Albany lawmakers poised to approve budget cuts; same-sex vote looms
ALBANY -- Lawmakers were poised early this morning to approve their own deficit reduction plan that Gov. David A. Paterson reluctantly accepted - though it fails to completely stanch the red ink.
The Assembly was expected to begin voting after 3 a.m. while the State Senate will take up the bills at 10 a.m.
More than half the $2.8-billion savings plan consists of steps Paterson began to implement unilaterally on Sunday. These include a $484-million reduction in spending by state agencies, taking $200 million from the Battery Park City Authority and $300 million in lower drug reimbursement costs and putting off health care expenses.
But the lawmakers' plan has no midyear cuts to education aid and Medicaid, the sticking point in negotiations to close the $3.2-billion deficit. The plan could impact schools by using $391 million in federal stimulus money slated for 2010-11.Once the deficit bills are passed, senators will consider measures Wednesday already approved by the Assembly. Momentum is building for a vote on legalizing same-sex marriage. But Democrats appeared to lack the Republican support needed for passage in a chamber they hold by just two seats.
Of Long Island's nine senators, only Craig Johnson (D-Port Washington) backs same-sex marriage and six Republicans are opposed, a Newsday survey found last month. Sens. Brian X. Foley (D-Blue Point) and Owen Johnson (R-West Babylon) remain on the fence.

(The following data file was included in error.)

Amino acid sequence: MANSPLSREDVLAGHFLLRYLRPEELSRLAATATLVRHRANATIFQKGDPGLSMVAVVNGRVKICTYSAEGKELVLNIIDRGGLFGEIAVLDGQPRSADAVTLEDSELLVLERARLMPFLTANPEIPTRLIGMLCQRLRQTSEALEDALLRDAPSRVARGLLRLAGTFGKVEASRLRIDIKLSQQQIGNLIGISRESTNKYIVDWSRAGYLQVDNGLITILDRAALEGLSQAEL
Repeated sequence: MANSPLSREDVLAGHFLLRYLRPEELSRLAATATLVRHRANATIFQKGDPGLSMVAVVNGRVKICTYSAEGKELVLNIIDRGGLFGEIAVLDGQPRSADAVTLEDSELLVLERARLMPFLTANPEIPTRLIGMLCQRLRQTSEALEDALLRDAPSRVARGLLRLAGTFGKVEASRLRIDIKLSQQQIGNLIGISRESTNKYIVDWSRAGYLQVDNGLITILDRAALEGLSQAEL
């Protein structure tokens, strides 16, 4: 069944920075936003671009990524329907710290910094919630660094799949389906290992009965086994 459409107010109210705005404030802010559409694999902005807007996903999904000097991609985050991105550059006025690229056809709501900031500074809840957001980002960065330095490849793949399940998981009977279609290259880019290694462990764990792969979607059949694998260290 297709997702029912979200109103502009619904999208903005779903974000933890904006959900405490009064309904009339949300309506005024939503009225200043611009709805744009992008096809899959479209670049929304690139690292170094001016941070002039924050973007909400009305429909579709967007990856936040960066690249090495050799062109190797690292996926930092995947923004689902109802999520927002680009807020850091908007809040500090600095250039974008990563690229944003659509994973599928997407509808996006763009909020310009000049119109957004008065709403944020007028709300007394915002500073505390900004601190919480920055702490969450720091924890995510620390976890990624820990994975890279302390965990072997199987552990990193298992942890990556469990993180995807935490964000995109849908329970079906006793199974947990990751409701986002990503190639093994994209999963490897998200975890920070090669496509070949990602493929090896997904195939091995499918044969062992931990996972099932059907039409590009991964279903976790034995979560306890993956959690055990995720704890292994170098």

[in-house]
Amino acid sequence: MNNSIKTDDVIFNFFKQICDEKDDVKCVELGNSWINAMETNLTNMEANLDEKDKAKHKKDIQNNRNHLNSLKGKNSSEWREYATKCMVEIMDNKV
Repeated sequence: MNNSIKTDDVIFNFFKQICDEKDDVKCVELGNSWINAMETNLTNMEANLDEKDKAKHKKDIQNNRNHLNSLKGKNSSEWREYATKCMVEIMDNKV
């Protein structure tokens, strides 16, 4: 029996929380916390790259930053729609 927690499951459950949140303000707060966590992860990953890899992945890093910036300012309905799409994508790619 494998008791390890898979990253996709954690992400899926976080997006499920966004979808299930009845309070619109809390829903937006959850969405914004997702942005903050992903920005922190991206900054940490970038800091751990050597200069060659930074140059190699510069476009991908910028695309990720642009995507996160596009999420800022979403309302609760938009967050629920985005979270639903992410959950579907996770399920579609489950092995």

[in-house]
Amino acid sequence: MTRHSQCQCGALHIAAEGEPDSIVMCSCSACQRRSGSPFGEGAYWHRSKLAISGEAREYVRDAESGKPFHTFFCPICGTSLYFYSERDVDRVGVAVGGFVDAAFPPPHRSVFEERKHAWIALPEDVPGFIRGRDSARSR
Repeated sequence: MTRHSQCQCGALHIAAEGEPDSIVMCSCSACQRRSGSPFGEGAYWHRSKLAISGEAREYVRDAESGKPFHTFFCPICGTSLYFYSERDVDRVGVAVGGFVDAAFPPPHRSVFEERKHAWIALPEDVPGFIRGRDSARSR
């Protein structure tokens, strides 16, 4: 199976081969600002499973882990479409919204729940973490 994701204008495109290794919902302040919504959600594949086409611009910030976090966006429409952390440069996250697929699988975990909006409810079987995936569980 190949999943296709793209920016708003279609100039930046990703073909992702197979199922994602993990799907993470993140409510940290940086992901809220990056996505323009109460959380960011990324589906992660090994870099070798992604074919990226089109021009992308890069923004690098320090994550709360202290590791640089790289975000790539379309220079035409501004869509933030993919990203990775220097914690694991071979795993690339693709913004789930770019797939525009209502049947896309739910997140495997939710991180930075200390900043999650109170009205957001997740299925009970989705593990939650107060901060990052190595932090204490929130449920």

The Assembly passed the marriage bill 86-51 at 12:40 a.m. It was the third time since 2007 that the measure was adopted by the lower chamber.
Earlier Tuesday, Assembly Speaker Sheldon Silver (D-Manhattan) blamed Senate opposition to midyear cuts in school aid for scuttling a deal with Paterson. "We couldn't achieve a closing of the entire deficit because it required both houses to do," Silver said. "At some point, we accept the political reality and do what we can do," he added, referring to talks that stretched for more than month.
Paterson signaled his displeasure but said he would take what he could get. He will cut spending by an additional $400 million or so by withholding payments next month to school districts, police, hospitals and others.
Silver and other legislative leaders "have told me this is as far as they're going to go," Paterson said. "Well, it's not far enough . . . [but] I will accept it."
This is the first time since Paterson took office in March 2008 that he and lawmakers have failed to reach agreement on wiping out deficits. They've reduced spending increases in two budgets by billions of dollars. The recession, however, has depressed tax collections. Lawmakers were secretive about what's in their plan, saying only that it includes about $600 million in cuts to education and health care services, $33 million to local governments and a $250-million tax amnesty.
Senate Democratic conference leader John Sampson of Brooklyn said, "The key here is to make sure our bond rating doesn't go down, that we have the available cash" to pay bills this month.